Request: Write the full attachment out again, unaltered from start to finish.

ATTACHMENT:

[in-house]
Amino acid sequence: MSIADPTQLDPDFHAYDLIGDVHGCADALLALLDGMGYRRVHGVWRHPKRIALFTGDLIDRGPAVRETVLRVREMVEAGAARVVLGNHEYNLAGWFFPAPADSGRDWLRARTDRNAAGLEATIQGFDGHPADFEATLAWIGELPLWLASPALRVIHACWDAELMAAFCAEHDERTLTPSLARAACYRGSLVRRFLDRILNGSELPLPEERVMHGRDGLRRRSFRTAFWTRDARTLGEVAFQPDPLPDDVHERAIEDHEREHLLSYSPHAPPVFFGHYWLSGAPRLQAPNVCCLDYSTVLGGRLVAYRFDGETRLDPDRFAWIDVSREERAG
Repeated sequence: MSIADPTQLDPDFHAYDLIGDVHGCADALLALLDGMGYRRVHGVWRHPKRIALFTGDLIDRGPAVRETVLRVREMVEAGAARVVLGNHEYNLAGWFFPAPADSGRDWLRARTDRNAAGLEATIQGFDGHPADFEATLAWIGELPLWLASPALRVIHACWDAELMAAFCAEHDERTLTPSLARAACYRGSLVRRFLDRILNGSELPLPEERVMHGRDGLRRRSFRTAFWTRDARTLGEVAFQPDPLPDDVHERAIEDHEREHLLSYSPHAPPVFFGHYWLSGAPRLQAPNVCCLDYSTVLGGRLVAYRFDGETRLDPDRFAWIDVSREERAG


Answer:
[in-house]
Amino acid sequence: MSIADPTQLDPDFHAYDLIGDVHGCADALLALLDGMGYRRVHGVWRHPKRIALFTGDLIDRGPAVRETVLRVREMVEAGAARVVLGNHEYNLAGWFFPAPADSGRDWLRARTDRNAAGLEATIQGFDGHPADFEATLAWIGELPLWLASPALRVIHACWDAELMAAFCAEHDERTLTPSLARAACYRGSLVRRFLDRILNGSELPLPEERVMHGRDGLRRRSFRTAFWTRDARTLGEVAFQPDPLPDDVHERAIEDHEREHLLSYSPHAPPVFFGHYWLSGAPRLQAPNVCCLDYSTVLGGRLVAYRFDGETRLDPDRFAWIDVSREERAG
Repeated sequence: MSIADPTQLDPDFHAYDLIGDVHGCADALLALLDGMGYRRVHGVWRHPKRIALFTGDLIDRGPAVRETVLRVREMVEAGAARVVLGNHEYNLAGWFFPAPADSGRDWLRARTDRNAAGLEATIQGFDGHPADFEATLAWIGELPLWLASPALRVIHACWDAELMAAFCAEHDERTLTPSLARAACYRGSLVRRFLDRILNGSELPLPEERVMHGRDGLRRRSFRTAFWTRDARTLGEVAFQPDPLPDDVHERAIEDHEREHLLSYSPHAPPVFFGHYWLSGAPRLQAPNVCCLDYSTVLGGRLVAYRFDGETRLDPDRFAWIDVSREERAG